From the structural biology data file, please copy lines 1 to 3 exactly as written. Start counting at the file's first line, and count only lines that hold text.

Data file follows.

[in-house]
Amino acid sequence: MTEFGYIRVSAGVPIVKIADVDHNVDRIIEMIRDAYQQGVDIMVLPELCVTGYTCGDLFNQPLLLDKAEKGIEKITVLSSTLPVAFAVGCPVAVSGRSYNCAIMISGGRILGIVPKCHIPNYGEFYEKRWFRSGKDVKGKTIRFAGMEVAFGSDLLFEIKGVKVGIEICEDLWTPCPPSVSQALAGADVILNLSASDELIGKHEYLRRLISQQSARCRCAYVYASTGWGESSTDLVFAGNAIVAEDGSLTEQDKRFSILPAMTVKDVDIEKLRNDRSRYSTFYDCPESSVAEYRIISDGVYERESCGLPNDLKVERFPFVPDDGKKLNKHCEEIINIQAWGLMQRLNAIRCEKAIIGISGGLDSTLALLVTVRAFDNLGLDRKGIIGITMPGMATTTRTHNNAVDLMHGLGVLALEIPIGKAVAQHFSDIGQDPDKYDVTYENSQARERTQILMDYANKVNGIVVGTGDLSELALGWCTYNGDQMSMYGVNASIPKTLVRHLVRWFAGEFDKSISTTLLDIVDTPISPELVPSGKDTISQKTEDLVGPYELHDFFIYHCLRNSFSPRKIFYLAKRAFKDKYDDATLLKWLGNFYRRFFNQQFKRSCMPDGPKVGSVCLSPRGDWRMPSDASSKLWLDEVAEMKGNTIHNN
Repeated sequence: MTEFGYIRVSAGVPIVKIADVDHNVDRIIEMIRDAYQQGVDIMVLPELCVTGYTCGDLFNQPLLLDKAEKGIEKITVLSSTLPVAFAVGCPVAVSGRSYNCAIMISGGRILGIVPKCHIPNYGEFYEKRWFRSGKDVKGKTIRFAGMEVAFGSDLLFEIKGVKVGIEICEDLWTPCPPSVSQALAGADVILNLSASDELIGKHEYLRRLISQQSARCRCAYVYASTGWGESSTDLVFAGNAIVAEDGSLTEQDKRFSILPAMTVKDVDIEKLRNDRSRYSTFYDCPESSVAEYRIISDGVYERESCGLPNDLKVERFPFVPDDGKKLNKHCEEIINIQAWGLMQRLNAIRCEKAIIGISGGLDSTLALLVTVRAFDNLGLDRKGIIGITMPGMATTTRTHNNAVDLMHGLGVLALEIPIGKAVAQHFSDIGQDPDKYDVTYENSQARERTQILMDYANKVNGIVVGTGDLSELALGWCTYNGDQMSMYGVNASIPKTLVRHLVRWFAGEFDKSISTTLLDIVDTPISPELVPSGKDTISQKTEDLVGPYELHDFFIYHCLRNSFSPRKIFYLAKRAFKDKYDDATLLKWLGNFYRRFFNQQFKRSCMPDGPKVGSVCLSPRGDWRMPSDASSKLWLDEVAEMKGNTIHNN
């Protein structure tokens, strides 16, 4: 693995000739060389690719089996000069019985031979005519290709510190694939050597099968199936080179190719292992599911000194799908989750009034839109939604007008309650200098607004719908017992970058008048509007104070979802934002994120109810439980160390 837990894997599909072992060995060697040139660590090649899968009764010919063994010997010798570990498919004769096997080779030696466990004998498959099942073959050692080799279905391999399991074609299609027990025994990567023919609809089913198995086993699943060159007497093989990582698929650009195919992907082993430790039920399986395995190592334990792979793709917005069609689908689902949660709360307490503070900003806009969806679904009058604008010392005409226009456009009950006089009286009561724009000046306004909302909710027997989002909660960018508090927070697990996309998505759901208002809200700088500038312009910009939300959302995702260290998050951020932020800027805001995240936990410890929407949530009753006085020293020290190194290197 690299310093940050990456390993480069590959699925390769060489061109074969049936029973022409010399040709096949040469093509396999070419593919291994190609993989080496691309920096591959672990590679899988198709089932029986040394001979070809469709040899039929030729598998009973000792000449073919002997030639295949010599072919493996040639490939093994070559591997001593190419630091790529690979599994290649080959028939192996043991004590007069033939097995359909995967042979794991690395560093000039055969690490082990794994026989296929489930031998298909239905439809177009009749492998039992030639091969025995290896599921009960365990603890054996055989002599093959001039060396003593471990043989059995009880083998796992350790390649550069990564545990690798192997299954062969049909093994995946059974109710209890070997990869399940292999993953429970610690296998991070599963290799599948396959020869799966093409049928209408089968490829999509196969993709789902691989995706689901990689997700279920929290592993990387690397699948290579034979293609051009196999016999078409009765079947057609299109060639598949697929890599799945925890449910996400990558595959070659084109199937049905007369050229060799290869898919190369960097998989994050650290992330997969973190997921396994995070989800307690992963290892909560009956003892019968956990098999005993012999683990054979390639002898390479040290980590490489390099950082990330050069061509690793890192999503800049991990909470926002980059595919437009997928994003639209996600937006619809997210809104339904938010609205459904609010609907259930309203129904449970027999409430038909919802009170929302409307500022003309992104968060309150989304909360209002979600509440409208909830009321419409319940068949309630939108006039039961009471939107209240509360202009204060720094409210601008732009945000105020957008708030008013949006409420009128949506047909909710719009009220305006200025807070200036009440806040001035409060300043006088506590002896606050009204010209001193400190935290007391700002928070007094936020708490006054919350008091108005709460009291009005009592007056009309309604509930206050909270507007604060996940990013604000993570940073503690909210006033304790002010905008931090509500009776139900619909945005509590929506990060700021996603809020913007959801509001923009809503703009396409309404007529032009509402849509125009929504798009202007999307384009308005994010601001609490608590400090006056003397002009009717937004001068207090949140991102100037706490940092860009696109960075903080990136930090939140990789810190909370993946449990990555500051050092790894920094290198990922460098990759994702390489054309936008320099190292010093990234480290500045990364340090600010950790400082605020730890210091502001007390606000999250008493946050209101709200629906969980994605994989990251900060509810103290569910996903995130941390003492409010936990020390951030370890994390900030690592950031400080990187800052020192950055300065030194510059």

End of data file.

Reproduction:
[in-house]
Amino acid sequence: MTEFGYIRVSAGVPIVKIADVDHNVDRIIEMIRDAYQQGVDIMVLPELCVTGYTCGDLFNQPLLLDKAEKGIEKITVLSSTLPVAFAVGCPVAVSGRSYNCAIMISGGRILGIVPKCHIPNYGEFYEKRWFRSGKDVKGKTIRFAGMEVAFGSDLLFEIKGVKVGIEICEDLWTPCPPSVSQALAGADVILNLSASDELIGKHEYLRRLISQQSARCRCAYVYASTGWGESSTDLVFAGNAIVAEDGSLTEQDKRFSILPAMTVKDVDIEKLRNDRSRYSTFYDCPESSVAEYRIISDGVYERESCGLPNDLKVERFPFVPDDGKKLNKHCEEIINIQAWGLMQRLNAIRCEKAIIGISGGLDSTLALLVTVRAFDNLGLDRKGIIGITMPGMATTTRTHNNAVDLMHGLGVLALEIPIGKAVAQHFSDIGQDPDKYDVTYENSQARERTQILMDYANKVNGIVVGTGDLSELALGWCTYNGDQMSMYGVNASIPKTLVRHLVRWFAGEFDKSISTTLLDIVDTPISPELVPSGKDTISQKTEDLVGPYELHDFFIYHCLRNSFSPRKIFYLAKRAFKDKYDDATLLKWLGNFYRRFFNQQFKRSCMPDGPKVGSVCLSPRGDWRMPSDASSKLWLDEVAEMKGNTIHNN
Repeated sequence: MTEFGYIRVSAGVPIVKIADVDHNVDRIIEMIRDAYQQGVDIMVLPELCVTGYTCGDLFNQPLLLDKAEKGIEKITVLSSTLPVAFAVGCPVAVSGRSYNCAIMISGGRILGIVPKCHIPNYGEFYEKRWFRSGKDVKGKTIRFAGMEVAFGSDLLFEIKGVKVGIEICEDLWTPCPPSVSQALAGADVILNLSASDELIGKHEYLRRLISQQSARCRCAYVYASTGWGESSTDLVFAGNAIVAEDGSLTEQDKRFSILPAMTVKDVDIEKLRNDRSRYSTFYDCPESSVAEYRIISDGVYERESCGLPNDLKVERFPFVPDDGKKLNKHCEEIINIQAWGLMQRLNAIRCEKAIIGISGGLDSTLALLVTVRAFDNLGLDRKGIIGITMPGMATTTRTHNNAVDLMHGLGVLALEIPIGKAVAQHFSDIGQDPDKYDVTYENSQARERTQILMDYANKVNGIVVGTGDLSELALGWCTYNGDQMSMYGVNASIPKTLVRHLVRWFAGEFDKSISTTLLDIVDTPISPELVPSGKDTISQKTEDLVGPYELHDFFIYHCLRNSFSPRKIFYLAKRAFKDKYDDATLLKWLGNFYRRFFNQQFKRSCMPDGPKVGSVCLSPRGDWRMPSDASSKLWLDEVAEMKGNTIHNN